Weekly retail columnist Armand Lobato has worked with many produce managers over the years. Here’s a story about one of those managers. The names of people and businesses have been changed so they remain anonymous, but the story is true.

Little did I know the actual battle lines extended an additional 8,600 miles to the east and were decades old. For Max Reese, his war will never be completely over.

“If you’re looking for Max, he’s off today,” Wayne, the store manager, said. “But go ahead, take a look around, then we’ll go over your notes.”

Max was the produce manager at this location, and I was his new supervisor. Max, like most of the managers I oversaw, was older than me and had more experience. I was assigned the task of keeping guys like Max in line.

My territory was the southern half of the state, overlooking the growing chain. I lied about my age at 15 to join the first chain I worked for, and earned a series of promotions.

I was the come-in-early-and-stay-late employee and as a produce manager myself, had quickly ascended to the top tiers, having a knack for turning around poor-performing locations. By my late 20s I had even opened several new stores — choice assignments usually reserved for the best in our company.

I built on this no-nonsense reputation when I became a produce supervisor. I was young and ready to embark on a new string of accomplishments. My job was to make sure stores were maintaining company standards, such as building certain displays in certain areas, having only so much inventory on hand and sticking within purchasing, supply and labor budgets. These were all the things that I used to do and more. I took zero guff from my older charges, and despite my youth I was determined to become a force to be reckoned with. It was my-way-or-the-highway, as the saying goes, and I already had a hand in demoting a couple produce managers and built up the profit base in my area. I was on a roll.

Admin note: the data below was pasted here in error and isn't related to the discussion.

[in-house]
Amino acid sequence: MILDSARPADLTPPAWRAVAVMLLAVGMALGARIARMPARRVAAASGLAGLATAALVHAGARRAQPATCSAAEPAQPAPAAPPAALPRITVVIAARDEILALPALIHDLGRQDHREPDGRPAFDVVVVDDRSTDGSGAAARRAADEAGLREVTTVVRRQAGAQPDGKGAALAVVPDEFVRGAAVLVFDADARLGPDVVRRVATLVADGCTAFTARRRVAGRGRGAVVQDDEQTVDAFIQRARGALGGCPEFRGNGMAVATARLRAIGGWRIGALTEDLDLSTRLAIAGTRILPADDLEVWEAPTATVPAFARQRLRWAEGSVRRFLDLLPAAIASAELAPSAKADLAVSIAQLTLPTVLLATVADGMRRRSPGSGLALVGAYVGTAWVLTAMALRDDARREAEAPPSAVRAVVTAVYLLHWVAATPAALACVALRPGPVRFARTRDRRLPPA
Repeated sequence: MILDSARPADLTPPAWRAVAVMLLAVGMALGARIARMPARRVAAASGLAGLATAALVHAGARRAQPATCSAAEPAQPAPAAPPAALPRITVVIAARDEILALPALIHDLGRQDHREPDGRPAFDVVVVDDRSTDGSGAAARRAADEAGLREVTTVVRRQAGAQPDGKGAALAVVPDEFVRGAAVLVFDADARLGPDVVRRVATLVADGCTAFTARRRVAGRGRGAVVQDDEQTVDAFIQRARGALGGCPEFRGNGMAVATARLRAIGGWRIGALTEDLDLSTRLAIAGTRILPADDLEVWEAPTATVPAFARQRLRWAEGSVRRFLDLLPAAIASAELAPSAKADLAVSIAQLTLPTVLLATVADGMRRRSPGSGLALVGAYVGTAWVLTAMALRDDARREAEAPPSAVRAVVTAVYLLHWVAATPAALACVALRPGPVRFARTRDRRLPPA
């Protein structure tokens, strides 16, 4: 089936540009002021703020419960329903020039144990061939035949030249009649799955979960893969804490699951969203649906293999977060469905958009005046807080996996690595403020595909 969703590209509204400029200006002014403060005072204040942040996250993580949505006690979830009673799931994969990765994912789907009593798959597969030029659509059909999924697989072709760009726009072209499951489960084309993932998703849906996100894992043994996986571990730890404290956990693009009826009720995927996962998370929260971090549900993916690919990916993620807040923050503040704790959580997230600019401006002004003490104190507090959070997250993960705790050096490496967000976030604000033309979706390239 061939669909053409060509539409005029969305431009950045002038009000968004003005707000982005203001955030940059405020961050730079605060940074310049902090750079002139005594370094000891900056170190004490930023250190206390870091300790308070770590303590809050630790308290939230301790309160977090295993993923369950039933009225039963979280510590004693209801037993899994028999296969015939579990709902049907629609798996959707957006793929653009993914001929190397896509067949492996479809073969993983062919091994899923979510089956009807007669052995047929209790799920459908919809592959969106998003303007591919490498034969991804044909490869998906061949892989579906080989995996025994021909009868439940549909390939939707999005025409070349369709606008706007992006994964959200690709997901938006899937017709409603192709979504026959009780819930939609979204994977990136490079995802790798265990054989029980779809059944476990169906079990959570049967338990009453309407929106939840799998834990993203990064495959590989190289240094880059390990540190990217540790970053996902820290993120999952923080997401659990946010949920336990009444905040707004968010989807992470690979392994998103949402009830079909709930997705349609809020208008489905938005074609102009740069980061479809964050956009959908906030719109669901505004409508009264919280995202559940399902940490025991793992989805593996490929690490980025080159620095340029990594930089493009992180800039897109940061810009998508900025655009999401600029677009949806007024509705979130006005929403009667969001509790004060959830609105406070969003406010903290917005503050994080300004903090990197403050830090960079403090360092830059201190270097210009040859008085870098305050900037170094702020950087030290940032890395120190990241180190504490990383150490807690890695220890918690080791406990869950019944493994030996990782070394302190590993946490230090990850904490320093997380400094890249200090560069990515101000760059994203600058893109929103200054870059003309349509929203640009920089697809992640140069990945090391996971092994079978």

And then came Max, as unconventional a produce manager as anyone could imagine.

Like the other managers I supervised, he was “old” — at least 40 — and had the stereotypical hardhead image and was described as being “set in his ways.” This didn’t matter to me.

I had heard it all before, or so I thought. I stuck to the set standards and wished guys like Max would do the same, but he didn’t. This was my third visit to his store in the past few months and he had done almost nothing to react to the direction I gave him.

Max disregarded my merchandising plans. He put apples where the oranges were supposed to go, and instead of placing the tomato end cap adjacent to the head lettuce he twisted the whole merchandising scheme around.

“The tomatoes sell better when I put them near the packaged salad display,” Max told me during the previous visit. He didn’t say much, but he spoke with confidence and conviction.

This was a produce manager that had to go. I dealt with similar insubordination before, and I could be as two-fisted as anyone. Besides, I had the authority and support of the company behind me.

All I had to do was complete a series of poor-performance evaluations, make the recommendation to the higher-ups back in the home office that Max should be demoted, and that would be that. I was finishing my notes on the final, third evaluation when the store director approached me again.

“Say, do you have time for a cup of coffee?” Wayne asked. “I’d like to talk to you if you don’t mind.”

This isn’t an unusual ploy. I thought. Many times, a produce manager and store manager are pals, especially in the areas like this college town, located farther away from headquarters. Even the powerful, store district-type managers in the outlying areas harbored a quiet disdain for corporate influence.

Behind our backs, guys like myself were referred to as “The Suits” because we dressed in sport coats and ties — in contrast to the golf shirts and wet aprons worn by those actually working in the stores. Even this didn’t bother me, for I paid my dues. I wore that wet apron for 15 years before trading up for the coat and tie.

The performance figures from this store indicated that Max was at best, tolerable. He always hit his goals, always seemed to do just what he had to do to keep his job — the minimum and nothing extra. The sales at his store were passable but not what I thought approached the potential. If he only did what I suggested, this store could be a real show-stopper. I thought. Why doesn’t he do what I ask? Why doesn’t this store manager step on Max’s throat?